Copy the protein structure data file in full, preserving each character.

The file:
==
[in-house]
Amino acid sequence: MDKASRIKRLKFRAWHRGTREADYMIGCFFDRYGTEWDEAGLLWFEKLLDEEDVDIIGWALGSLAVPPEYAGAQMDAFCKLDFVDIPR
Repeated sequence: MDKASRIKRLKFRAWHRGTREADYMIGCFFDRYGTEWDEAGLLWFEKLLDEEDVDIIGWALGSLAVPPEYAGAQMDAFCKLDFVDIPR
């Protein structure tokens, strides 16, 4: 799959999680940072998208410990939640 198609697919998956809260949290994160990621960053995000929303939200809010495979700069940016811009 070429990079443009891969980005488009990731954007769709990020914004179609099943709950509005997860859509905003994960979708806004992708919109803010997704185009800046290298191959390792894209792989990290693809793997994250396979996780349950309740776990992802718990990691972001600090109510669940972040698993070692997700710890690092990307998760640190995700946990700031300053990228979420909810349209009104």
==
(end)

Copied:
[in-house]
Amino acid sequence: MDKASRIKRLKFRAWHRGTREADYMIGCFFDRYGTEWDEAGLLWFEKLLDEEDVDIIGWALGSLAVPPEYAGAQMDAFCKLDFVDIPR
Repeated sequence: MDKASRIKRLKFRAWHRGTREADYMIGCFFDRYGTEWDEAGLLWFEKLLDEEDVDIIGWALGSLAVPPEYAGAQMDAFCKLDFVDIPR
């Protein structure tokens, strides 16, 4: 799959999680940072998208410990939640 198609697919998956809260949290994160990621960053995000929303939200809010495979700069940016811009 070429990079443009891969980005488009990731954007769709990020914004179609099943709950509005997860859509905003994960979708806004992708919109803010997704185009800046290298191959390792894209792989990290693809793997994250396979996780349950309740776990992802718990990691972001600090109510669940972040698993070692997700710890690092990307998760640190995700946990700031300053990228979420909810349209009104």